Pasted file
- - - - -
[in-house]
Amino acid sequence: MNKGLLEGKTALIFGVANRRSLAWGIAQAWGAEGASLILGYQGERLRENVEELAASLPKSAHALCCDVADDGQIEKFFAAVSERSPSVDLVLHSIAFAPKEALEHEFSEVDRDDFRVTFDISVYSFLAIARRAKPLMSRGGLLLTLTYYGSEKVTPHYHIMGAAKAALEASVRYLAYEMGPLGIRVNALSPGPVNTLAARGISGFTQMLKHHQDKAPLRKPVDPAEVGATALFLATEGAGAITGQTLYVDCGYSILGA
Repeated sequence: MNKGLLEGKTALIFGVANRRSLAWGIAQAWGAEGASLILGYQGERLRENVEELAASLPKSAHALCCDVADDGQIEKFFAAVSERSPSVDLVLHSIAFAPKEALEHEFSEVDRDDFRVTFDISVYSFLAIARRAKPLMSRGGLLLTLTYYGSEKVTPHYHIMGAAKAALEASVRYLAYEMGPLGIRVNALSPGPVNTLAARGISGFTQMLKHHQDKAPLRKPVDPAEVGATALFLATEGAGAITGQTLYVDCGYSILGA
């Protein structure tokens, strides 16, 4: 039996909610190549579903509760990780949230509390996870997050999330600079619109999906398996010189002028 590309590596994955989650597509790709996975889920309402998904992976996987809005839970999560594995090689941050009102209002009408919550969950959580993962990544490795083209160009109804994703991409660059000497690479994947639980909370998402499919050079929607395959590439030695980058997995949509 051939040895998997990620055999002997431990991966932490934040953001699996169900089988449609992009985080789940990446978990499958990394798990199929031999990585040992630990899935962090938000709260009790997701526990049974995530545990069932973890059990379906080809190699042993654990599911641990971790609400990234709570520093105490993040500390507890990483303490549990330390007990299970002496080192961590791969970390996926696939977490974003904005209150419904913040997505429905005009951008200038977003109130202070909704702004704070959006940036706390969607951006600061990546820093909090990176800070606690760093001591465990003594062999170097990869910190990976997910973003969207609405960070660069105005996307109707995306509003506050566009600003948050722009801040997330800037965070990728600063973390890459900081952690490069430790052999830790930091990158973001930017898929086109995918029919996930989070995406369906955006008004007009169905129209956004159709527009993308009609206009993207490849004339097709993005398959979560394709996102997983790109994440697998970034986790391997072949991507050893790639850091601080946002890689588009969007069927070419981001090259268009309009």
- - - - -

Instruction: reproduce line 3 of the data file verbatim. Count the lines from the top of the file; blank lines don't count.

Repeated sequence: MNKGLLEGKTALIFGVANRRSLAWGIAQAWGAEGASLILGYQGERLRENVEELAASLPKSAHALCCDVADDGQIEKFFAAVSERSPSVDLVLHSIAFAPKEALEHEFSEVDRDDFRVTFDISVYSFLAIARRAKPLMSRGGLLLTLTYYGSEKVTPHYHIMGAAKAALEASVRYLAYEMGPLGIRVNALSPGPVNTLAARGISGFTQMLKHHQDKAPLRKPVDPAEVGATALFLATEGAGAITGQTLYVDCGYSILGA